BARS and restaurants across the county have come together campaigning to “cancel the curfew” imposed by the government.

Cancel the Curfew is a national campaign set up by hospitality businesses calling for a review of the 10pm curfew, stating it is “crippling” businesses.

Brewhouse & Kitchen, Chaplin’s, Larder House and the Lost Paradise Bar all took part, being photographed outside their respective bars with signs calling for an end to the curfew.

And Brewhouse & Kitchen owner Kris Gumbrell said he wanted to hear the scientific evidence behind the restriction.

Mr Gumbrell told the Daily Echo: “We feel pretty strongly, we would like to know the evidence behind it. We feel as a sector that we are being blamed for an increase in cases.

“We had five per cent of cases last week, this week it’s four, and there’s been a growth in places like work and schools.

“This is making a statement – we would like more information.”

Mr Gumbrell said they will do what they are asked to do but asked the government to consult with the sector and with SAGE on the curfew.

He continued: “This was dreamed up as a low-cost decision. We are expecting more hospitality businesses to go bust as a result of the curfew.

“This is not a campaign of disobedience. My own company spent tens of thousands of pounds on Covid protection and have seen transmission rates go down, so we feel somewhat hard done by.

“At the end of the day we have an obligation to protect businesses and businesses can’t last with these restrictions.

“We are not sticking two fingers up, we are asking for more information.”

In London, the owner of nightclub G-A-Y has mounted a legal challenge against the restrictions.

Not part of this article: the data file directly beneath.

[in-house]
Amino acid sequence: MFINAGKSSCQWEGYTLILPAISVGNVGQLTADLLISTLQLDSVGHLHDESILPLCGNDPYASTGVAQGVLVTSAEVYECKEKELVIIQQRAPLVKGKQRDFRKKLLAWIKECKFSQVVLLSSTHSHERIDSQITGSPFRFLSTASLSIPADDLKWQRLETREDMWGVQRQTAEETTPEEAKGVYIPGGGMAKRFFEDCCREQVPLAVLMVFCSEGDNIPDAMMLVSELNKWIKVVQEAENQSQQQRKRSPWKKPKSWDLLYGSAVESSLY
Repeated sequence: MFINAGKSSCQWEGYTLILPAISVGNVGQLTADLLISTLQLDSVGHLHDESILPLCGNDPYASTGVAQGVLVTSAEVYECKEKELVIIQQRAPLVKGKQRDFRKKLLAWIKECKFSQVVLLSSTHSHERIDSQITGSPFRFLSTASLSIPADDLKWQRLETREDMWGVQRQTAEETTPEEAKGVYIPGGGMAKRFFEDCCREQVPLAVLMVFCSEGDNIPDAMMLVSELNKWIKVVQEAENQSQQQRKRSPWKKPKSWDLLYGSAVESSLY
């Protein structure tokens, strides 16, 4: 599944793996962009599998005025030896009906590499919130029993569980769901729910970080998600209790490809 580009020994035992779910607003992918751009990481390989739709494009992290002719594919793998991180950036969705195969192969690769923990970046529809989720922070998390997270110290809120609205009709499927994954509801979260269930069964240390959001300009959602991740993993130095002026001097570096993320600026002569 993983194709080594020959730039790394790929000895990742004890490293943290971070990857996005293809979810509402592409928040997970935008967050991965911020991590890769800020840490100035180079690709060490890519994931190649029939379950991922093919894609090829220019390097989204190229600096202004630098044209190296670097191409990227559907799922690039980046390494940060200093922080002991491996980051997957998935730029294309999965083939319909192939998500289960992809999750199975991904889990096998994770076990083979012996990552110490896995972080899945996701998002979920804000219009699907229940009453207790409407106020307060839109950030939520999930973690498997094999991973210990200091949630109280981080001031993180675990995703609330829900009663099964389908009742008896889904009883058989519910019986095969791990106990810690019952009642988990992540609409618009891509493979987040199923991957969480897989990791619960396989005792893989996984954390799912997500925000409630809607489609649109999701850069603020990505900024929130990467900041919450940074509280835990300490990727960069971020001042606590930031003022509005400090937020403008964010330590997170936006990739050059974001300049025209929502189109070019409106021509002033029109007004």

Jeremy Joseph said he is seeking a judicial review to overturn the curfew, stating it “makes no sense”.

And hospitality bosses have called on MPs to help the cause and ditch the curfew.

Bournemouth East MP Tobias Ellwood described the curfew as “ill-considered and clumsy”.

He said: “I’ve raised it with Rishi Sunak one-to-one and said please don’t punish the hospitality industry. They’ve been hit hard, they’re genuinely appreciative of the economic interventions but this undoes much of that good work. I understand this wasn’t promoted by SAGE but was picked up and co-opted from its use in other countries.”

Mr Ellwood added there is a need to balance issues of health and the economy, and he was advising hotels that they don’t necessarily need to send diners back to their rooms at 10pm sharp.

A government spokesperson said: “Our measures strike a balance between saving lives by protecting our NHS and the most vulnerable and minimising the wider impact on the economy and schools.

“The latest data suggests a considerable rise in the infection rate following people socialising in hospitality venues serving alcohol in recent weeks, so we have taken immediate action to cut the transmission rate and save lives and will keep all measures under constant review.”